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Forces 4: 4.3 An experiment to investigate the force applied to a spring and resulting extension - experimental procedure, method of processing results, Hooke's Law graphs and calculations

Sub-index of physics notes on FORCES section 4 Elastic potential energy

4.3a An experiment to investigate the force applied to a spring and resulting extension

How can we investigate the relationship between a spring's extension and weights added to it?

What is the relationship between the extension of a spring when increasing weights are connected to it?

If weights are attached to a firmly fixed suspended spring, the spring will elongate depending on the value of the weight attached. The greater the weight, the greater the spring is extended. The extra length the spring attains is called the spring extension and this phenomena can be systematically investigated using the simple apparatus described below.

When a weight is added and the spring is static, the weight of the mass (and the spring itself) is counterbalanced by the force of tension in the spring.

A metre rule is fixed in a vertical position using a stand and several clamps. Preferably with the linear scale pointing downwards!

The metre rule scale can be read in mm or cm.

From the top of the 1 m ruler a spring is suspended with a hook-base is added to which extra mass can be added e.g. in 50g increments (0.5 N force increase increment).

Fix a pointer onto the hook to which the weights will be attached. If you can't fix a pointer on, just use the base of the weight hook and sight it horizontally onto the scale.

You take the initial reading with no extra weight on (other than the weight of the spring itself plus hook) and take the initial reading on the scale. This first reading with no extra load applied is the crucial starting point for all the successive measurements.

You then add an extra mass and take the scale reading in mm/cm. From each successive reading you must subtract the initial reading to obtain the true extension of the spring (I haven't actually shown this in the table of results below).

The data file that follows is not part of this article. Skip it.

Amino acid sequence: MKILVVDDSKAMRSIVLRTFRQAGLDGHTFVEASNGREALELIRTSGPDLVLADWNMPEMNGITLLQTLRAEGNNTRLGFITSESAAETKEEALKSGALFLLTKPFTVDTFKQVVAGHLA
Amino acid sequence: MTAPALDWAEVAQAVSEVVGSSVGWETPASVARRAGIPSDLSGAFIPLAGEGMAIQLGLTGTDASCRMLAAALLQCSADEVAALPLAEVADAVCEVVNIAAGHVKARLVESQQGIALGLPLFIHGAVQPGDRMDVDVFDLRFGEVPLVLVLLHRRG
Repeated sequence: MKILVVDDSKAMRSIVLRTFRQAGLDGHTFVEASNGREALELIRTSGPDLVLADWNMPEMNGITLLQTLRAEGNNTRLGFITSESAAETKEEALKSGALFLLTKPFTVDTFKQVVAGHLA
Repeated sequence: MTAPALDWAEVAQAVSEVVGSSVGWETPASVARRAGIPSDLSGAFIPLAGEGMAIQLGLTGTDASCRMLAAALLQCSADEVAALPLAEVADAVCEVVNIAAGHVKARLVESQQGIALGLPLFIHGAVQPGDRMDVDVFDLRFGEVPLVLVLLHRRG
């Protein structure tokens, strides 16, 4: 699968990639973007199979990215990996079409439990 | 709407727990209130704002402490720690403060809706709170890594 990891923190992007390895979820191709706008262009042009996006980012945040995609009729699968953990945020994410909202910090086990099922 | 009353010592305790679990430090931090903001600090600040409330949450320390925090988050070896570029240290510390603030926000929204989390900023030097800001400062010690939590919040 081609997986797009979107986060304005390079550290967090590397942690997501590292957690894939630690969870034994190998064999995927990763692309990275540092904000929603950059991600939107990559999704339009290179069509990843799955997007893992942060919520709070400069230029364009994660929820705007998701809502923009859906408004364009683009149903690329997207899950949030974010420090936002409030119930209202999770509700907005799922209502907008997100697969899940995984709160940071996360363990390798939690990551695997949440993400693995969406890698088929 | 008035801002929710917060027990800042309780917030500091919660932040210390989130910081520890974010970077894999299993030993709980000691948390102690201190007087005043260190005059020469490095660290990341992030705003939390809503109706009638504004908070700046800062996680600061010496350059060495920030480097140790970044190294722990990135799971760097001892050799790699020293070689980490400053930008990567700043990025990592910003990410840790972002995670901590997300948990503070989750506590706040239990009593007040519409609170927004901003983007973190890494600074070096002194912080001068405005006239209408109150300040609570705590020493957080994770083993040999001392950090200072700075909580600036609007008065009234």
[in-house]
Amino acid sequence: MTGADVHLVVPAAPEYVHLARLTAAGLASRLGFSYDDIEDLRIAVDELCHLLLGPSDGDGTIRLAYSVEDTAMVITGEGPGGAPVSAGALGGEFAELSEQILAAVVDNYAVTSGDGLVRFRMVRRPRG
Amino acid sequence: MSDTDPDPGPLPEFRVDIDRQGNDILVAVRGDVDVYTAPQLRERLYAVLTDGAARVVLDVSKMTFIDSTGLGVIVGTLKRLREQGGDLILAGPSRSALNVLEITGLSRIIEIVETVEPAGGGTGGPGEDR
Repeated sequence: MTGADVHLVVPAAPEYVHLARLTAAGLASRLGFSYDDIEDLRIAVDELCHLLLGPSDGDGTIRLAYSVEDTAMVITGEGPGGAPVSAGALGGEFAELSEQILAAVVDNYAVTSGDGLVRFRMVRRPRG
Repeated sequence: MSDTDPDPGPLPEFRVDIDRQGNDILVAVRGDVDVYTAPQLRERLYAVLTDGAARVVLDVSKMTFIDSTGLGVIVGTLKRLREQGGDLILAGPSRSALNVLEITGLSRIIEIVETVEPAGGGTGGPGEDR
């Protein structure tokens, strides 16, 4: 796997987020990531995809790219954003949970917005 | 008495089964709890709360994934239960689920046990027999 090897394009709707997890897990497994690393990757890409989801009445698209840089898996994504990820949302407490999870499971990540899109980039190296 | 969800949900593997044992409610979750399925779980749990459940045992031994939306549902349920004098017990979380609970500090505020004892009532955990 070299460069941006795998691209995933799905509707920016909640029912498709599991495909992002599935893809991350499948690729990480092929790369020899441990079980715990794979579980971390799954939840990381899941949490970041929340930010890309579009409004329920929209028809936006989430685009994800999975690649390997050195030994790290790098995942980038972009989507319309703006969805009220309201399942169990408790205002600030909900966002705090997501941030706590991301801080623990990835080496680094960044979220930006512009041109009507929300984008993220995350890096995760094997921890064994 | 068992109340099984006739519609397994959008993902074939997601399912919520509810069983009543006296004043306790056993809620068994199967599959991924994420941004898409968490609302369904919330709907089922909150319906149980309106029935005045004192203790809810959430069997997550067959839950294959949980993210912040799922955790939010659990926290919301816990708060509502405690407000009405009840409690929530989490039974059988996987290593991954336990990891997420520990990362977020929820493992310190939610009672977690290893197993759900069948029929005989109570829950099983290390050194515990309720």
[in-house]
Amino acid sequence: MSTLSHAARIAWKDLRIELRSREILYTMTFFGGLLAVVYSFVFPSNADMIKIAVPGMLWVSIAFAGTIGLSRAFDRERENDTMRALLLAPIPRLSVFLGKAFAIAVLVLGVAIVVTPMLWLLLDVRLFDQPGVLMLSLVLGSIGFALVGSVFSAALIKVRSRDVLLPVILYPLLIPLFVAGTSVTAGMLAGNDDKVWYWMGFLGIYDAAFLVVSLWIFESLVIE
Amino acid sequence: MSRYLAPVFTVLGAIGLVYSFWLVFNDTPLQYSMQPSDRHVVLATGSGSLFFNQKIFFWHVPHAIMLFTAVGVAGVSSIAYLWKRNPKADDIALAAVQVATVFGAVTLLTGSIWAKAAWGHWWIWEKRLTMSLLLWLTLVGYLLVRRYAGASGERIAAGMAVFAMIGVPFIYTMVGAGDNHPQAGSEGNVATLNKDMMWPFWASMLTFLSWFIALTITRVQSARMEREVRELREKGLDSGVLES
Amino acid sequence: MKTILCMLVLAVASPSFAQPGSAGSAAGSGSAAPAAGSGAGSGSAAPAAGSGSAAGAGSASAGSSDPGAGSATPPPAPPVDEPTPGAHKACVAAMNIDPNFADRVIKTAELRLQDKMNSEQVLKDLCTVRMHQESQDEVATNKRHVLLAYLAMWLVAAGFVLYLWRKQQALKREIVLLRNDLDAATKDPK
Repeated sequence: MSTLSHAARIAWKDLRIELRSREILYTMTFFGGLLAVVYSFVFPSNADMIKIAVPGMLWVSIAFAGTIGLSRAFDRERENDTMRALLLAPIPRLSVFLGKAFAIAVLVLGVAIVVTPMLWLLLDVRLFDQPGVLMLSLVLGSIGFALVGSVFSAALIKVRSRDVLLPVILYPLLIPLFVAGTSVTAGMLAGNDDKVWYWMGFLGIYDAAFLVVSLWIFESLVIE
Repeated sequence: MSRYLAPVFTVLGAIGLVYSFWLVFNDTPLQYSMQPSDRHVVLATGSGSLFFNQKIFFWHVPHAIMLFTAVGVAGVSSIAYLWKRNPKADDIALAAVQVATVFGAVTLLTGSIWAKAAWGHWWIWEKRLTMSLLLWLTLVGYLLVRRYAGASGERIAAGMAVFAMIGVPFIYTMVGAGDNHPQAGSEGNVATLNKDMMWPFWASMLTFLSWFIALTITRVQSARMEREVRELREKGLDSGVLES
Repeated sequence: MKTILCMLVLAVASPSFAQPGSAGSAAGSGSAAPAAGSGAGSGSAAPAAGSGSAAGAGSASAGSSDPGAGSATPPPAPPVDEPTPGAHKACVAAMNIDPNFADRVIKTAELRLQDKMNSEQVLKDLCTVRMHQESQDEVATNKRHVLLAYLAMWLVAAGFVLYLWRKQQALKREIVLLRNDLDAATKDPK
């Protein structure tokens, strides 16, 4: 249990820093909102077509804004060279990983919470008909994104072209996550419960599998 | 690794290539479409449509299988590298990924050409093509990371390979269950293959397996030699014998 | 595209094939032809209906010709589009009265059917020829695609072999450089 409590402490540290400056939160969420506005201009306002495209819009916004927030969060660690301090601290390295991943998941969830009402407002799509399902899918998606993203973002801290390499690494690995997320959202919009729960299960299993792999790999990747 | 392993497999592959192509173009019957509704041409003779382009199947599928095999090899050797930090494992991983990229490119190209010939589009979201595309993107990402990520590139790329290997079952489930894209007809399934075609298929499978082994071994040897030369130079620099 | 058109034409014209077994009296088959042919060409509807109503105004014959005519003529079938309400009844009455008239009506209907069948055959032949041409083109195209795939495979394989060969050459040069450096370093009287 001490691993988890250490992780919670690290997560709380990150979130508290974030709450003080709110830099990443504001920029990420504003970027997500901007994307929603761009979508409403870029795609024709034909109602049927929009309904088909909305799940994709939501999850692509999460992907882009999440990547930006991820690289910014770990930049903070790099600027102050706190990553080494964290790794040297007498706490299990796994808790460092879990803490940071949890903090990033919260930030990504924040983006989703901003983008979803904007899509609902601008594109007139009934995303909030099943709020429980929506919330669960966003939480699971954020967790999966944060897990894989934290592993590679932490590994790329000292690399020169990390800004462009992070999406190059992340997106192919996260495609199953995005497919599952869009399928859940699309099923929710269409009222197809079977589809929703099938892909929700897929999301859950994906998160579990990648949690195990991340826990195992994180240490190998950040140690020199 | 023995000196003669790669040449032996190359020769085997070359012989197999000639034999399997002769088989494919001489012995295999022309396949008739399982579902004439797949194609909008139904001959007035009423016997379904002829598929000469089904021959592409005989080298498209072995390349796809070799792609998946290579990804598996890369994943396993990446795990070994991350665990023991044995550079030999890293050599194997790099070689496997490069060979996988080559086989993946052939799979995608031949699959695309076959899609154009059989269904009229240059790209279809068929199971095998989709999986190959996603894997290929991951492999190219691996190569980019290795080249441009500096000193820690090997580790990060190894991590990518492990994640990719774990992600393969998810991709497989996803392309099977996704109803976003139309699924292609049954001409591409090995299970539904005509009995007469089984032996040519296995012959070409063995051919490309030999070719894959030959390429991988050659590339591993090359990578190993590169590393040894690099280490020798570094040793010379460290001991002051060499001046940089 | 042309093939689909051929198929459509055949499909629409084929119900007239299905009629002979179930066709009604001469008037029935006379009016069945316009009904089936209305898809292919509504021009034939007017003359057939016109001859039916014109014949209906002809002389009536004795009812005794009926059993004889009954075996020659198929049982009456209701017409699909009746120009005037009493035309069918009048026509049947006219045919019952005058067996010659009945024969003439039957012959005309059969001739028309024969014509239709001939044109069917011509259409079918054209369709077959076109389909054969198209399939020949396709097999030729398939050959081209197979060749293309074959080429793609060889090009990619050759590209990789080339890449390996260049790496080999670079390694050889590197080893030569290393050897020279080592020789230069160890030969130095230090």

Record a minimum of five observations carefully in a prepared table and convert the mm/cm scale readings to the extension in m.

Below is a typical table of results, already corrected by subtracting the 'initial' reading.

50 g load = 0.05 kg ~ force/weight of 0.5 N

For simplicity I've taken gravity as 10 N/kg, therefore every 50 g mass added equals an incremental weight increase of 0.5 N.

 From the data table you plot a graph of total force (= tension) versus the total extension in the spring length (graph sketched on the left).

 (the tension in the spring equals the force created downwards by the weight of mass).

 Draw the line of best fit from the 0,0 graph origin.

 If the spring is truly elastic a linear graph is obtained.

 This means a simple linear equation describes the behaviour of the spring under these conditions.

The experiment is a simple proof and demonstration that the extension of a spring or any elastic material is directly proportional to the force applied (the load or weight in newtons).

This relationship is expressed with the simple equation:

force = a spring constant x extension

F = ke

where F = the applied force in newtons (N), e = the spring extension in metres (m)

and k is the spring (elastic) constant in N/m.

The stiffer the spring (or any material being stretched) the greater the spring constant.

and you would see a steeper gradient of the graph line, or a smaller gradient for a weaker spring,

the point illustrated by the 'theoretical' purple lines on the above graph.

This linear equation relationship between force applied and the extension (or compression) of an elastic material is also known as Hooke's Law of proportionality.

This can be stated as:

The extension of a spring or wire (or any elastic object) is proportional to the load (force applied)


If the deformation of a material is proportional to the force applied, the material is truly elastic and is said to obey Hooke's Law (a law of proportionality).